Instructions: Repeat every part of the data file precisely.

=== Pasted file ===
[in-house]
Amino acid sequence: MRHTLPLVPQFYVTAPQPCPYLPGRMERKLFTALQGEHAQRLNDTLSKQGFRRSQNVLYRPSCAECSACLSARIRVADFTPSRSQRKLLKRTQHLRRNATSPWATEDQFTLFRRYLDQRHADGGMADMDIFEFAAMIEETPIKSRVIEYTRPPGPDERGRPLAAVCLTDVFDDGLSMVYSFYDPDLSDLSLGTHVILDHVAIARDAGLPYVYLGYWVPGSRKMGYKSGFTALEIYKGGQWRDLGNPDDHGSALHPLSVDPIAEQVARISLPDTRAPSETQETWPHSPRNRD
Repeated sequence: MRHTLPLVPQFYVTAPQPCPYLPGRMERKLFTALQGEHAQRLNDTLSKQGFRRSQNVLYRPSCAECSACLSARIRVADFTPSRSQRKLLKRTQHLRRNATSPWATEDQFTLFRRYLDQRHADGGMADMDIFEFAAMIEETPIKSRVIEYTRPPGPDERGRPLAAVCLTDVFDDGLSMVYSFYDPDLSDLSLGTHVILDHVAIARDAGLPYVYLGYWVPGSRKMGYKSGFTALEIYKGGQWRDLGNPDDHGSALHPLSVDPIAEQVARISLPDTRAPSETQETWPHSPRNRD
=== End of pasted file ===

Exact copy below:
[in-house]
Amino acid sequence: MRHTLPLVPQFYVTAPQPCPYLPGRMERKLFTALQGEHAQRLNDTLSKQGFRRSQNVLYRPSCAECSACLSARIRVADFTPSRSQRKLLKRTQHLRRNATSPWATEDQFTLFRRYLDQRHADGGMADMDIFEFAAMIEETPIKSRVIEYTRPPGPDERGRPLAAVCLTDVFDDGLSMVYSFYDPDLSDLSLGTHVILDHVAIARDAGLPYVYLGYWVPGSRKMGYKSGFTALEIYKGGQWRDLGNPDDHGSALHPLSVDPIAEQVARISLPDTRAPSETQETWPHSPRNRD
Repeated sequence: MRHTLPLVPQFYVTAPQPCPYLPGRMERKLFTALQGEHAQRLNDTLSKQGFRRSQNVLYRPSCAECSACLSARIRVADFTPSRSQRKLLKRTQHLRRNATSPWATEDQFTLFRRYLDQRHADGGMADMDIFEFAAMIEETPIKSRVIEYTRPPGPDERGRPLAAVCLTDVFDDGLSMVYSFYDPDLSDLSLGTHVILDHVAIARDAGLPYVYLGYWVPGSRKMGYKSGFTALEIYKGGQWRDLGNPDDHGSALHPLSVDPIAEQVARISLPDTRAPSETQETWPHSPRNRD